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It's Not Just CCSF: California's Entire Community College System Is Royally Screwed

So says a very persuasive new report in Washington Monthly.

Washington Monthly just published its annual rankings of the best and worst colleges and universities in America. (If you are curious, UC San Diego was named number one, UC Berkeley was five, and Stanford was six.) But in addition to the metrics, it also ran a long and well-argued story about the sorry state of the community college system in California. Exhibit number one, of course, is our own City College of San Francisco. You really ought to go read the whole thing, but just in case, we've pulled out the most troubling details.

The Bay Has Many Low-Ranked Community Colleges: Of the 1,011 community colleges across the country in magazine's ranking, CCSF was 842. Skyline College was 772, College of Marin was 839, College of San Mateo was 845, Laney was 882, the College of Alameda was 971, Cañada College was 979, and Berkeley City College was 982. Those numbers are based on "federal data sets tracking the percentage of students who graduate or transfer within three years and the total degrees awarded per 100 students."

CCSF Is Bad By Multiple Measures: According to the Community College Survey of Student Engagement, "San Francisco City College, with below-average CCSSE scores in all five categories, clocked in at forty-second worst nationwide." 

CCSF Isn't Alone In Accreditation Woes: "Between 2003 and 2012, 55 percent (62 of 112) of California’s community colleges were sanctioned by the regional accrediting agency for various shades of mismanagement or fiscal irresponsibility, and forty of those sixty-two were sanctioned more than once—sometimes four, five, six, or seven times in a decade." 

Almost All Community Colleges Have Terrible Graduation Rates: "California’s community colleges granted only 10.6 certificates or degrees per 100 students enrolled over a three-year period. That’s almost 40 percent worse than the national average [...] Nationwide, 14.2 percent of community college students earn a certificate or degree, or transfer, within three years."

There's No Money: "The recession alone brought an $809 million hit to the community college system—a blow that, between 2007 and 2010, added up to a cut of almost 16 percent in total funding, or $1,400 per full-time student."

CCSF Leadership Was Dysfunctional: This anecdote is worth quoting at length: "A couple of hours into the meeting [CCSF president John] Rizzo, raised a motion to change the way City College’s English and math departments did their placement tests. The motion was, at heart, totally uncontroversial. The tweak in policy had been proposed by faculty, backed by the academic senate, and applauded by both the board and assembled student groups for making it quicker and easier for students to move through remedial classes and on to courses that would advance them to a credential or degree. The only question up for discussion that Thursday was when the policy would be implemented. [...] The entire board meeting cleaved into two howling camps. At one point, members of the audience began, quite literally, screaming at each other—“Shame on you!” “No, shame on you!”—while Rizzo, banging his gavel, blinked wearily into the crowd [...] One particularly outspoken board member, Steve Ngo, was having none of it. He sighed with frustration and offered to refer the question to legal counsel—whose decision was it anyway, legally speaking?—but then challenged the faculty directly. What if the board, as the only publicly elected body, simply insisted that the policy tweak be implemented in the fall semester? he asked. The head of the English department, still standing at the podium, looked as if she’d been punched. 'And what will happen to us if we don’t get it done?' she said in response, giving the board a little head waggle. 'What if there are things beyond our control that happen—do we get spanked?'"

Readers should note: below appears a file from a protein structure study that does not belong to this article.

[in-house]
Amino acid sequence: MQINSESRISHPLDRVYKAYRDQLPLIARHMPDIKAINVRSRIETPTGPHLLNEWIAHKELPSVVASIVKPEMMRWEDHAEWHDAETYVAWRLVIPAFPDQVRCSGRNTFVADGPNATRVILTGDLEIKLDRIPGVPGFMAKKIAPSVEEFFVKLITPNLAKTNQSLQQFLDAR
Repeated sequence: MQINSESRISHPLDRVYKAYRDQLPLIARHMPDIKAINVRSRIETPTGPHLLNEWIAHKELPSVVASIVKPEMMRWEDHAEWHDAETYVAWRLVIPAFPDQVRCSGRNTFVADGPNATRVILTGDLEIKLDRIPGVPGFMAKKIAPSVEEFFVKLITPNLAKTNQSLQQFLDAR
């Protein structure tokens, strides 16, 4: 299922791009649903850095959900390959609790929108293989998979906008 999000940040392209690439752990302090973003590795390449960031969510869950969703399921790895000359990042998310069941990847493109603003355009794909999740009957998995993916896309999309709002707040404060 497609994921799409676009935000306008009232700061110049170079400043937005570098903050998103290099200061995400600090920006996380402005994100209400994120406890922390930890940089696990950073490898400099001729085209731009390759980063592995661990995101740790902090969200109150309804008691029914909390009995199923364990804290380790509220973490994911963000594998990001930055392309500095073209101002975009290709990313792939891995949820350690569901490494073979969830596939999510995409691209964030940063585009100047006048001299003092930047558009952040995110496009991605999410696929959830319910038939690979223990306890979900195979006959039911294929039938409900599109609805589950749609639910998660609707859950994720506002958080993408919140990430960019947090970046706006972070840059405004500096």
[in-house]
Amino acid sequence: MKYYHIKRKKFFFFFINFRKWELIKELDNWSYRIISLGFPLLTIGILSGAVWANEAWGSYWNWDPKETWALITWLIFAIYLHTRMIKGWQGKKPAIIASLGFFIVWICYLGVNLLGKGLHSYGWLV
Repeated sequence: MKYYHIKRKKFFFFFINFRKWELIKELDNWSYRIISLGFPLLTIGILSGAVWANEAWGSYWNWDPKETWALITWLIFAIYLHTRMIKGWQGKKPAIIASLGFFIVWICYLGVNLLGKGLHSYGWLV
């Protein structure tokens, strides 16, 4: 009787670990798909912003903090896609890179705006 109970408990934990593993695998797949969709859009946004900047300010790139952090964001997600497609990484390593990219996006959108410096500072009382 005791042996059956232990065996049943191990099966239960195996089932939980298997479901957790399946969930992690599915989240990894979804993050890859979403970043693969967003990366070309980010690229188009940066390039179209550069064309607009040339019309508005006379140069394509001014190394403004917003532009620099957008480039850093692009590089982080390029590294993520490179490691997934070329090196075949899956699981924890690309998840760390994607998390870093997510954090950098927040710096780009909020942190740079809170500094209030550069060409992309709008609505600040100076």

San Francisco still confuses people from the East Coast: "The city’s famously liberal rent control and loitering policies have created, by accident, picture-perfect vignettes of these rapidly changing times. During my visit, I watched a homeless man help a twentysomething kid parallel-park a Tesla."

Read the whole story here

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